Crabs, lobsters and shrimp now have a family tree dating 500 million years


FIU marine sciences professor Heather Bracken-Grissom

FIU marine sciences professor Heather Bracken-Grissom

Researchers have for the first time traced the roots of crabs, lobsters and shrimp to create the family tree of crustaceans people love to eat.

The tree shows the 450-million-year evolution of these 10-legged decapods, when lobsters and crabs each diversified from a single evolutionary origin. Groups of shrimp evolved earlier.

The findings are part of a massive family tree project where researchers resolved the deep evolutionary relationships between crabs, shrimp and lobsters. The discoveries made by analyzing more than 400 genes from 94 species could also inform conservation policies to ensure their longevity.

“Understanding the origins of biodiversity across half a billion years in groups that are extremely ecologically and economically important is fascinating,” said FIU marine sciences professor Heather Bracken-Grissom, the anchor author of the study. “This is extremely important since studying and preserving biodiversity needs to be at the forefront of our efforts in the biological sciences and across humanity”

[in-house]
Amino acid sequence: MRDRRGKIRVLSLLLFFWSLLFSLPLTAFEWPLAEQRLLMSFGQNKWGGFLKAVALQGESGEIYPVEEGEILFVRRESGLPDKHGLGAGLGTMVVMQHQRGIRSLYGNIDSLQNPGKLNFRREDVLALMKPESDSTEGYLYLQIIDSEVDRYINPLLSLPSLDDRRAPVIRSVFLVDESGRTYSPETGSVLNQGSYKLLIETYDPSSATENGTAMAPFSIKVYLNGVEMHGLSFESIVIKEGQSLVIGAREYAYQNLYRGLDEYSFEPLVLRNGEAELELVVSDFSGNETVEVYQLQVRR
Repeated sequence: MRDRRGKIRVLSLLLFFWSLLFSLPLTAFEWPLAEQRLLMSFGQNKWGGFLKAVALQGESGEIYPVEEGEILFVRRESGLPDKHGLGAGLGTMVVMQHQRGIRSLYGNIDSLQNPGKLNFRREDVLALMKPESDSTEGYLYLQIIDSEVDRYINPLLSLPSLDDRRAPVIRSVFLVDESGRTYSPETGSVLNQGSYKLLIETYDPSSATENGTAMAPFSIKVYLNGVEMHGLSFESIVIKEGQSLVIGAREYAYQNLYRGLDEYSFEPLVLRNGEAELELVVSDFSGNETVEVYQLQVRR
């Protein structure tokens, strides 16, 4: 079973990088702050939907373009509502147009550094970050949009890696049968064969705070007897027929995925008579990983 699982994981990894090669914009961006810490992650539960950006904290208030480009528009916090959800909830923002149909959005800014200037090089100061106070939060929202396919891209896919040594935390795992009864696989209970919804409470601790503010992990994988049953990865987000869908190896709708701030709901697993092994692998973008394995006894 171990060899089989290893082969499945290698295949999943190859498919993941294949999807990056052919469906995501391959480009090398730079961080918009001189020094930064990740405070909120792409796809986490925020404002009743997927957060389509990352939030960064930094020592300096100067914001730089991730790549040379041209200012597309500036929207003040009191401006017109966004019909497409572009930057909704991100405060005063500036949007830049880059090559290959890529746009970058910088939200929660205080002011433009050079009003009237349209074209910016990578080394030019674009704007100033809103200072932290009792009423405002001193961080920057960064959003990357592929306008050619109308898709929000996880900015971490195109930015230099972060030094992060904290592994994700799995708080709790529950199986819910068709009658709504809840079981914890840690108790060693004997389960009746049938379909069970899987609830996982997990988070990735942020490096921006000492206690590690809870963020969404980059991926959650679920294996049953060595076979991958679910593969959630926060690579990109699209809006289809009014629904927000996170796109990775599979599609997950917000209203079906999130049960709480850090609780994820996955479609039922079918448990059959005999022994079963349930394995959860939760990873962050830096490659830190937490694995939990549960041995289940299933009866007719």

The boom of diversification for crabs, lobsters and shrimp may coincide with the spread of modern reef-building corals, Bracken-Grissom said. It is possible the emergence of reef-building corals provided new habits for decapods to colonize and diversify, leading to the emergence of several new lineages after the mass extinction of life on Earth 250 million years ago.

While the study produced the largest amount of genetic information about decapods, more work remains to be done including the addition of more species to better understand species-level relationships. The researchers hope the newly generated genomic resources will be used by others interested in decapod crustaceans for years to come.

“When we started this work in 2013, most studies that looked at the evolutionary relationships of decapods were based on physical traits, and the genetic work that had been done was very limited in scope,” said lead author Jo Wolfe, a post-doctoral researcher at Harvard University and former Gerstner Scholar at the American Museum of Natural History. “It was challenging to jump into this project on such an ancient and species-rich lineage without relying on the experience of others.”

The study was published in the journal Proceedings of the Royal Society B.

The work is part of the Decapod Tree of Life project, an initiative aimed at uncovering the relationships of crab, lobster and shrimp across their hundreds of millions of years on the planet.